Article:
Volcano's ash falls across Quito's outskirts
Quito has been under an alert since Monday night to guard against an
eruption of the Guagua Pichincha volcano.
Houses, trees and cars in the capital's southern district were blanketed
with silty ash spit up by the volcano during a brief eruption just before
"There was no explosion," geophysical scientist Darwin Villagomez said.
Many city residents in the affected areas walked the streets Wednesday
morning with their faces covered by surgical masks and handkerchiefs.
Officials have downplayed the danger to Quito in the face of a major
The Pichincha volcano has two smaller cone peaks, Guagua Pichincha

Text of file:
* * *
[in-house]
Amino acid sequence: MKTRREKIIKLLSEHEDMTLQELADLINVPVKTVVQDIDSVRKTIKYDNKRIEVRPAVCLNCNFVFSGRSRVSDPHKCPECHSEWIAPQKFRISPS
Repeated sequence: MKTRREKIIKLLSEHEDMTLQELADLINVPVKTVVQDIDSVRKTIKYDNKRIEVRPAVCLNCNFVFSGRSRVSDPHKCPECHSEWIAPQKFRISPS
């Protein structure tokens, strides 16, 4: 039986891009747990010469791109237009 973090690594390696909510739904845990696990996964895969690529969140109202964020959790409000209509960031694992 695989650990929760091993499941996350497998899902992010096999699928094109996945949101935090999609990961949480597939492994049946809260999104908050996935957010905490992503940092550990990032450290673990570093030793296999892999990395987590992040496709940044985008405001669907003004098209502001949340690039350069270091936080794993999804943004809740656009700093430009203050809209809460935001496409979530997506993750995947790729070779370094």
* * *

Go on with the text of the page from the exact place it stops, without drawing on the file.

and the inactive Rucu Pichincha.
Because Guagua Pichincha's crater faces away from Quito, any eruption
would burst north, west and south, sparing the capital city, authorities say.
Civil defense and military units started evacuations Tuesday of campesinos
three villages vulnerable to lava flows on the northern, western and southern
slopes of the volcano.
Guagua Pichincha's last major eruption was in 1660, when it spewed ash
nine days but killing no one, according to Spanish records.